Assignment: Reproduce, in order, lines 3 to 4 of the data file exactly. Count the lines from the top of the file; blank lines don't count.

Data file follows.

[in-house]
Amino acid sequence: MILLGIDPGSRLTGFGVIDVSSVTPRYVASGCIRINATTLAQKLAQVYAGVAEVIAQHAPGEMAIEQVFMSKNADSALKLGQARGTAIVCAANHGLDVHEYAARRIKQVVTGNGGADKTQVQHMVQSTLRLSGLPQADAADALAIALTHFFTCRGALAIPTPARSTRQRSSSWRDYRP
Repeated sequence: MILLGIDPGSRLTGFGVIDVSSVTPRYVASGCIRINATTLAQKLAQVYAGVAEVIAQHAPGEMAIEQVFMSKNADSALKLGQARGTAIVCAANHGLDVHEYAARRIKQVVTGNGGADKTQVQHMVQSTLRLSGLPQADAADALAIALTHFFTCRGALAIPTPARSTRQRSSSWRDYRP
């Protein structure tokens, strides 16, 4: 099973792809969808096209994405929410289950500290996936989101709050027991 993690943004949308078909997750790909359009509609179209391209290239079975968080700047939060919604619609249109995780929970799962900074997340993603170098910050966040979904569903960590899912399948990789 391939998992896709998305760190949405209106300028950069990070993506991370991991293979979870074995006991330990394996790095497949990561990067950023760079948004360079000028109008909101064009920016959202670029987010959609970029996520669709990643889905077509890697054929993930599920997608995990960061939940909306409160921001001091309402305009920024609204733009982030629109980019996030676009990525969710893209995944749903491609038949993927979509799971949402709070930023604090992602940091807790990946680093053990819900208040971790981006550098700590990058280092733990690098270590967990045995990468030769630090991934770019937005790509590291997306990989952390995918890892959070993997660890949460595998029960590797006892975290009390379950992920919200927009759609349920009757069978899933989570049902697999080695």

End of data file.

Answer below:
Repeated sequence: MILLGIDPGSRLTGFGVIDVSSVTPRYVASGCIRINATTLAQKLAQVYAGVAEVIAQHAPGEMAIEQVFMSKNADSALKLGQARGTAIVCAANHGLDVHEYAARRIKQVVTGNGGADKTQVQHMVQSTLRLSGLPQADAADALAIALTHFFTCRGALAIPTPARSTRQRSSSWRDYRP
């Protein structure tokens, strides 16, 4: 099973792809969808096209994405929410289950500290996936989101709050027991 993690943004949308078909997750790909359009509609179209391209290239079975968080700047939060919604619609249109995780929970799962900074997340993603170098910050966040979904569903960590899912399948990789 391939998992896709998305760190949405209106300028950069990070993506991370991991293979979870074995006991330990394996790095497949990561990067950023760079948004360079000028109008909101064009920016959202670029987010959609970029996520669709990643889905077509890697054929993930599920997608995990960061939940909306409160921001001091309402305009920024609204733009982030629109980019996030676009990525969710893209995944749903491609038949993927979509799971949402709070930023604090992602940091807790990946680093053990819900208040971790981006550098700590990058280092733990690098270590967990045995990468030769630090991934770019937005790509590291997306990989952390995918890892959070993997660890949460595998029960590797006892975290009390379950992920919200927009759609349920009757069978899933989570049902697999080695």